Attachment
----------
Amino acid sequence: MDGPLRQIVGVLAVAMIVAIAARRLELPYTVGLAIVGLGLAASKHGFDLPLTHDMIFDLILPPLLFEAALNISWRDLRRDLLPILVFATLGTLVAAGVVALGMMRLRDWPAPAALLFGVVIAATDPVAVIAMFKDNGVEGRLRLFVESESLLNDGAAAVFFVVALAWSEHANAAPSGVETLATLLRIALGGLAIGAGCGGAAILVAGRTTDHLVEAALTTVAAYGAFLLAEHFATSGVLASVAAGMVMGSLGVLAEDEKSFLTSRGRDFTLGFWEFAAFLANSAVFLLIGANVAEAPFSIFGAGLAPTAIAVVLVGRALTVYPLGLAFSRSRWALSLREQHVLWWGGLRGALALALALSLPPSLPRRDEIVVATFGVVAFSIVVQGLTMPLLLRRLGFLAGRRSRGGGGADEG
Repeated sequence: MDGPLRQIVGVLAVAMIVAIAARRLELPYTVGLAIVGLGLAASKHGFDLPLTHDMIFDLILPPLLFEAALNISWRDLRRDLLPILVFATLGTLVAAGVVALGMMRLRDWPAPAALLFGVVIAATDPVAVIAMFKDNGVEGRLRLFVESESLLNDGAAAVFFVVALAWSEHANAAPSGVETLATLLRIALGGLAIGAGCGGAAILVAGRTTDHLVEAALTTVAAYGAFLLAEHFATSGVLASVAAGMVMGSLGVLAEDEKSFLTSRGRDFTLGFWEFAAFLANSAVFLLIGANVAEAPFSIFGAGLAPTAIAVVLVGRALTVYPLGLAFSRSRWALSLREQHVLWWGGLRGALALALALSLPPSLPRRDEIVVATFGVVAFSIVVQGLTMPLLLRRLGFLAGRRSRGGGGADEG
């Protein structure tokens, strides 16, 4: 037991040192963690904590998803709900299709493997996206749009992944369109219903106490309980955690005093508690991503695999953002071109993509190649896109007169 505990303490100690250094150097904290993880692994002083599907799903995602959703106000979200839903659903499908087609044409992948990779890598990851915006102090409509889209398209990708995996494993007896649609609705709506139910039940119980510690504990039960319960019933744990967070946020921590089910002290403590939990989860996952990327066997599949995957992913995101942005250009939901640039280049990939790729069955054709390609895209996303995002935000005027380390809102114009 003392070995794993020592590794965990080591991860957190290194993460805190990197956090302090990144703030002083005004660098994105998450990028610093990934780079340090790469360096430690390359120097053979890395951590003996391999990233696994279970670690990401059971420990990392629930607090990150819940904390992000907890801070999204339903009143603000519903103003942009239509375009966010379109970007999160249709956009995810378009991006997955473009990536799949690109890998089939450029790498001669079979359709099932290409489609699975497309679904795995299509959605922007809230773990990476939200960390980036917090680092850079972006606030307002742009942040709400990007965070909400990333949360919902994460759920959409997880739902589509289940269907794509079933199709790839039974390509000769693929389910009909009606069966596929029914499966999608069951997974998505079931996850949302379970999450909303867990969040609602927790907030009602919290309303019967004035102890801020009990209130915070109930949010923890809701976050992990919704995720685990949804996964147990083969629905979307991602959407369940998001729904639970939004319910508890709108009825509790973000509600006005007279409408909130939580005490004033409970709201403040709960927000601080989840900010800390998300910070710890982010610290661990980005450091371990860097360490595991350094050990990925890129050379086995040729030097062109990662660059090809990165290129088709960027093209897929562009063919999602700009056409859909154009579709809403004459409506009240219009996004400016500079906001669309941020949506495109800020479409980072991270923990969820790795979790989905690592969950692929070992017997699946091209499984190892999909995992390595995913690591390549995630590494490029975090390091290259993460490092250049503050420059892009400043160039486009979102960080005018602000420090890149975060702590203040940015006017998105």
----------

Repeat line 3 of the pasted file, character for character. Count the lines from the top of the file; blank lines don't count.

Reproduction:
């Protein structure tokens, strides 16, 4: 037991040192963690904590998803709900299709493997996206749009992944369109219903106490309980955690005093508690991503695999953002071109993509190649896109007169 505990303490100690250094150097904290993880692994002083599907799903995602959703106000979200839903659903499908087609044409992948990779890598990851915006102090409509889209398209990708995996494993007896649609609705709506139910039940119980510690504990039960319960019933744990967070946020921590089910002290403590939990989860996952990327066997599949995957992913995101942005250009939901640039280049990939790729069955054709390609895209996303995002935000005027380390809102114009 003392070995794993020592590794965990080591991860957190290194993460805190990197956090302090990144703030002083005004660098994105998450990028610093990934780079340090790469360096430690390359120097053979890395951590003996391999990233696994279970670690990401059971420990990392629930607090990150819940904390992000907890801070999204339903009143603000519903103003942009239509375009966010379109970007999160249709956009995810378009991006997955473009990536799949690109890998089939450029790498001669079979359709099932290409489609699975497309679904795995299509959605922007809230773990990476939200960390980036917090680092850079972006606030307002742009942040709400990007965070909400990333949360919902994460759920959409997880739902589509289940269907794509079933199709790839039974390509000769693929389910009909009606069966596929029914499966999608069951997974998505079931996850949302379970999450909303867990969040609602927790907030009602919290309303019967004035102890801020009990209130915070109930949010923890809701976050992990919704995720685990949804996964147990083969629905979307991602959407369940998001729904639970939004319910508890709108009825509790973000509600006005007279409408909130939580005490004033409970709201403040709960927000601080989840900010800390998300910070710890982010610290661990980005450091371990860097360490595991350094050990990925890129050379086995040729030097062109990662660059090809990165290129088709960027093209897929562009063919999602700009056409859909154009579709809403004459409506009240219009996004400016500079906001669309941020949506495109800020479409980072991270923990969820790795979790989905690592969950692929070992017997699946091209499984190892999909995992390595995913690591390549995630590494490029975090390091290259993460490092250049503050420059892009400043160039486009979102960080005018602000420090890149975060702590203040940015006017998105």